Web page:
Northern Ireland

Kingsmills: Families 'won't cooperate' with Irish police until new law in place

The 10 victims of the Kingsmills massacre
Image caption Ten workmen, aged from 19 to 58, were murdered by the IRA at Kingsmills in 1976

Relatives of some of the Kingsmills victims have told a coroner they will no longer cooperate in dealings with An Garda Síochána (Irish police) until a new law is passed in the Republic of Ireland.

The legislation would allow the Northern Ireland coroner to question gardaí on the County Armagh murders.

Ten Protestant men were shot dead in their work van on 5 January 1976.

The murders have been blamed on the Provisional IRA.

Image caption The victims were shot after IRA gunmen stopped their bus as the travelled home from work

On Friday, the victims' families said they have "come to the end of the road" because of slow progress on the inquests.

Part of the problem stems from the fact that members of the gardaí are currently legally prevented from giving evidence in Northern Ireland courts.

However, in December 2017, Dáil Éireann (Irish parliament) published draft legislation to facilitate co-operation by gardai with UK coroners' inquests examining Troubles-related deaths.

The coroner assured the families that he would write to the relevant authorities in Ireland expressing their anxiety over the issue.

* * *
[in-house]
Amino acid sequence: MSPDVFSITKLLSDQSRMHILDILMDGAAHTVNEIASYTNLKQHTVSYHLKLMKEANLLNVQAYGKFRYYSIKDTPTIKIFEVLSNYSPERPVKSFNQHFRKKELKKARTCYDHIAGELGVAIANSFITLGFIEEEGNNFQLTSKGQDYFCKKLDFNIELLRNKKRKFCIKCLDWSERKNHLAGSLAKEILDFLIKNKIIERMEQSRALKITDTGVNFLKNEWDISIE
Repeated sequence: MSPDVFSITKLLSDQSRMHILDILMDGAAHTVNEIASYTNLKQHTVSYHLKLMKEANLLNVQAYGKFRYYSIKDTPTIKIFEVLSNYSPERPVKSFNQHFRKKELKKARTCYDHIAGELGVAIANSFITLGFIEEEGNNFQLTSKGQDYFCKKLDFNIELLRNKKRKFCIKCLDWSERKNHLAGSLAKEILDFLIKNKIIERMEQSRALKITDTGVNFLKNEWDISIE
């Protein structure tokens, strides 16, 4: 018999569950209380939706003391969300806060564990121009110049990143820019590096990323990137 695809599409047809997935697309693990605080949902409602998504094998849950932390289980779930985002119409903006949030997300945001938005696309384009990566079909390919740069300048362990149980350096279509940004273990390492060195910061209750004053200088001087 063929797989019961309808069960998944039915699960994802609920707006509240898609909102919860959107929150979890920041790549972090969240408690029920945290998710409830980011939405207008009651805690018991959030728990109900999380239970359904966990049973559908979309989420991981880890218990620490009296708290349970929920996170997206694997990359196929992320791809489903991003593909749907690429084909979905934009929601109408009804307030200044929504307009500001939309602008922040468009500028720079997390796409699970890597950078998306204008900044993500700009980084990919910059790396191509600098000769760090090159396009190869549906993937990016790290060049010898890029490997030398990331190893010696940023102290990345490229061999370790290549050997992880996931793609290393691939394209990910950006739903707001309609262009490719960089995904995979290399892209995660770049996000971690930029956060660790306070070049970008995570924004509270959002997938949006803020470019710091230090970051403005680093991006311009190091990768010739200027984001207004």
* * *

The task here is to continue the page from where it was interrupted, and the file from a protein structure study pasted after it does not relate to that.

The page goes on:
Lengthy wait

He said if it was in his gift, the law would have been in place by now.

Speaking after the hearing, Colin Worton, whose brother Kenneth died in the attack, said some of his own family believe the search for justice has been so lengthy, it is not worthwhile continuing to attend the inquest.

Image caption Kenneth Worton's brother Colin expressed frustration at the families' at the length of time the inquest is taking

He accused the authorities in the Republic of "dragging their feet" and said the change in the law needs to happen "sooner rather than later".

The families also expressed frustration that in England, IRA suspects in the Birmingham pub bombings have been named in that inquest, but the same has not happened in the Kingsmills case.

Mr Wharton said those responsible should "tell why and who did it", adding that they should be "man enough to have a back bone and stand up and face the consequences".

The coroner repeated his calls for those with information to assist in the inquest.

The hearing will resume on 17 May.

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